Startup experience shapes Waterloo alum

Tuesday, December 14, 2021

Andrew Leest, former Waterloo Kinesiology student speaking at an event hosted by Conrad School of Entrepreneurship and Business.

By: Namish Modi

After four traditional co-op work terms, Andrew Leest decided it was time to take on a new challenge.

With a keen eye for entrepreneurship, the former University of Waterloo Kinesiology (BSc ’16) student embarked on an Enterprise Co-op term (E Co-op) to work on his startup, Chasr Athletics.

“(E Co-op) is very self-driven and self-motivated,” says Leest. “You have to learn to have high intrinsic motivation towards your goals. The thing that is really different is your goal isn’t always super clear.”

E Co-op is run by Waterloo’s Conrad School of Entrepreneurship and Business with support from
Co-operative and Experiential Education. It allows students the opportunity to start their own business and earn co-op credit in the process.

Working for himself helped pave the way for Leest’s current role as a start-up advisor at Tech Alliance of Southwestern Ontario. As part of his job, Leest provides guidance to startups by providing resources and educational opportunities and helping them make valuable connections.

“It’s something that I really love to do,” says Leest. “I get to talk to entrepreneurs all day, and I kind of live vicariously through them, which is really great.”

Startup venture

Leest was on the Waterloo Warriors track and field team during his first two years at the University.

“I started to notice an issue with the way that we were training,” says Leest. “We weren’t collecting data in the off-season, or even at practice, specifically for shorter distance races.” Leest noticed that stopwatches did not provide enough accuracy on timing, which is supremely important in the sport.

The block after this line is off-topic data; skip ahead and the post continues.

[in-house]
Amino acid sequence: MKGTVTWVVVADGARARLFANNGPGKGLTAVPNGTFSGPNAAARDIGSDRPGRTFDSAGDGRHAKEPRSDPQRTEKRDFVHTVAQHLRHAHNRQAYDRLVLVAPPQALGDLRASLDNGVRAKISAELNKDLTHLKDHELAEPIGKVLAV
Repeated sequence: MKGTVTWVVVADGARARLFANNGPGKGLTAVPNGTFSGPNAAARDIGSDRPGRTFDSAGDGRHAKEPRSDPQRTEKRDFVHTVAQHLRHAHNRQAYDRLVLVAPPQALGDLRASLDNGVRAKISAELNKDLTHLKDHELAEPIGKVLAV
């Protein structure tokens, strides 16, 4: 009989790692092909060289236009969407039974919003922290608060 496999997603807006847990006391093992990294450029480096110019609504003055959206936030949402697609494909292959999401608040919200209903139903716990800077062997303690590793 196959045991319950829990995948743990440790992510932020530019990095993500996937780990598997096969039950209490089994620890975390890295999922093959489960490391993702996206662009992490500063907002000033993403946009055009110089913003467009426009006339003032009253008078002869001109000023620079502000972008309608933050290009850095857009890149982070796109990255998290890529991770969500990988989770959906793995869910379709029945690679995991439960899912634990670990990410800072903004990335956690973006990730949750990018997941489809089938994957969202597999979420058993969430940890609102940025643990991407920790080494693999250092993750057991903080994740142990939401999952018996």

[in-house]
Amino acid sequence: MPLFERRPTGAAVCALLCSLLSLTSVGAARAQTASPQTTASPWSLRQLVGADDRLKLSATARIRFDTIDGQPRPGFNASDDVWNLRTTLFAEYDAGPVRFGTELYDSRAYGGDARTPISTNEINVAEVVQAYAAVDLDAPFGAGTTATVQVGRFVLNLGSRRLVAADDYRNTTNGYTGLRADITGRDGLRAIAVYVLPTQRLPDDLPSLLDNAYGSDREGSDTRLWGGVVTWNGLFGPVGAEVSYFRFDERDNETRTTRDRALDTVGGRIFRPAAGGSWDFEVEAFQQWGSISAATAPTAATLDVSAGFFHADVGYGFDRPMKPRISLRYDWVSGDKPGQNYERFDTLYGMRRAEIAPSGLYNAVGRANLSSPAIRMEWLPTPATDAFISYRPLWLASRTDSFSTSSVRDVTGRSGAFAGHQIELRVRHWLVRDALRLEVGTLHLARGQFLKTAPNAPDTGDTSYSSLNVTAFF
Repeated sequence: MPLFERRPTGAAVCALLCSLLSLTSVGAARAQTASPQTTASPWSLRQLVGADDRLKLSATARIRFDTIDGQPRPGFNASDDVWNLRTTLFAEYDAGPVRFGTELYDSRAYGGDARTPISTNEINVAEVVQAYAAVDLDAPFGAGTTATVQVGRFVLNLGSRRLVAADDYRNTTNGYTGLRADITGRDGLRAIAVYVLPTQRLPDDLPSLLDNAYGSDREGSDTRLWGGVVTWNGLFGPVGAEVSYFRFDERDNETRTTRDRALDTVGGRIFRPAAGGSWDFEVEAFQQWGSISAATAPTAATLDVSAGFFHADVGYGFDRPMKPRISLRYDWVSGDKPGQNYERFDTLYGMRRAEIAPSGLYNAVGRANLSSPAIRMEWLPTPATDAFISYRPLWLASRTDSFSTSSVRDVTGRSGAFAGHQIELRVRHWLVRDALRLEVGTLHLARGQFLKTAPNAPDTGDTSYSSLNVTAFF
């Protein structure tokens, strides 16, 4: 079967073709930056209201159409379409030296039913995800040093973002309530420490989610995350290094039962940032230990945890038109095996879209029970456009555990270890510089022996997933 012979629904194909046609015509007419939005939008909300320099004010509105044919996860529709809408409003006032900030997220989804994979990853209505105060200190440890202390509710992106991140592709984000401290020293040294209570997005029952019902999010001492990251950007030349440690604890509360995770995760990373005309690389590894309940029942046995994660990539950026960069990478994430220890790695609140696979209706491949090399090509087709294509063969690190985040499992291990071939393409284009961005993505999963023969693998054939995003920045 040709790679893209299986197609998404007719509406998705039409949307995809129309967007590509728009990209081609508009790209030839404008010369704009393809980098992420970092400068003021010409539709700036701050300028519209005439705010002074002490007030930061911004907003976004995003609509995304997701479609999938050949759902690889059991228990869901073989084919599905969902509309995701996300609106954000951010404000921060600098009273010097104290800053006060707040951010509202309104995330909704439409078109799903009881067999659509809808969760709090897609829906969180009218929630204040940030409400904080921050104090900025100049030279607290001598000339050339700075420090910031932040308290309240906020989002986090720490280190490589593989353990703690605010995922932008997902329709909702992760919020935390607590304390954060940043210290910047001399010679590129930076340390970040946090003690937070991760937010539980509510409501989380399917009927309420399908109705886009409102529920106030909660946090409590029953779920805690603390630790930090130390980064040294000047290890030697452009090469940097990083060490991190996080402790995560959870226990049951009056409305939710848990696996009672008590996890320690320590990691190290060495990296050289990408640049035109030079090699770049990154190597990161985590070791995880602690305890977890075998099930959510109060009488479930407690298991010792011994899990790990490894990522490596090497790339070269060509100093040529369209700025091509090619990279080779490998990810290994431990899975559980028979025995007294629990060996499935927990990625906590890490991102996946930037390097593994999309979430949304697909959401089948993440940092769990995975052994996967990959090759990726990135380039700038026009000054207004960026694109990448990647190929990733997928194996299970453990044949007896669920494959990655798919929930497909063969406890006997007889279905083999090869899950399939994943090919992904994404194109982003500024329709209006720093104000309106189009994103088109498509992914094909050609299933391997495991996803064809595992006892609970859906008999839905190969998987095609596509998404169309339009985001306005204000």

So, he founded Chasr Athletics to create cost-effective and easy-to-use laser timing systems for athletes in track and field or football.

Through his undergraduate degree, during his E Co-op, and into his Masters (MBET ‘17), Leest worked on the startup before issues with the business model forced him to close.

He believes that despite the organization not working out in the end, the experience he gained was vital for the future.

After he closed the startup, Leest took a job as a business development representative to help fill some of his skill gaps.

Leest pitched Chasr Athletics in Waterloo’s Velocity pitch competition.

Traditional vs E co-op terms

Before his E Co-op term, Leest completed a work term at Mars Canada, the Sports Medicine & Rehabilitation Centre in Barrie and two terms in Athletics and Recreation at the University

With traditional co-op terms, Leest says there are a clear set of tasks and goals to work through. Through his E Co-op experience, Leest found that his goals and tasks changed frequently and he was constantly learning new things.

“Holding yourself accountable is something that I would say leads toward success. The risk with entrepreneurship is failure, but you are usually failing upwards,” Leest says.

Something I think encourages a lot of students to go into the E Co-op program is that you don’t necessarily count on creating a successful business. But, the learning experience will outweigh the risk of failure.

- Andrew Leest, University of Waterloo Kinesiology (BSc ’16)

After graduation, E Co-op students can continue with their own venture, begin a new one, or use the experience they gained to obtain employment elsewhere.

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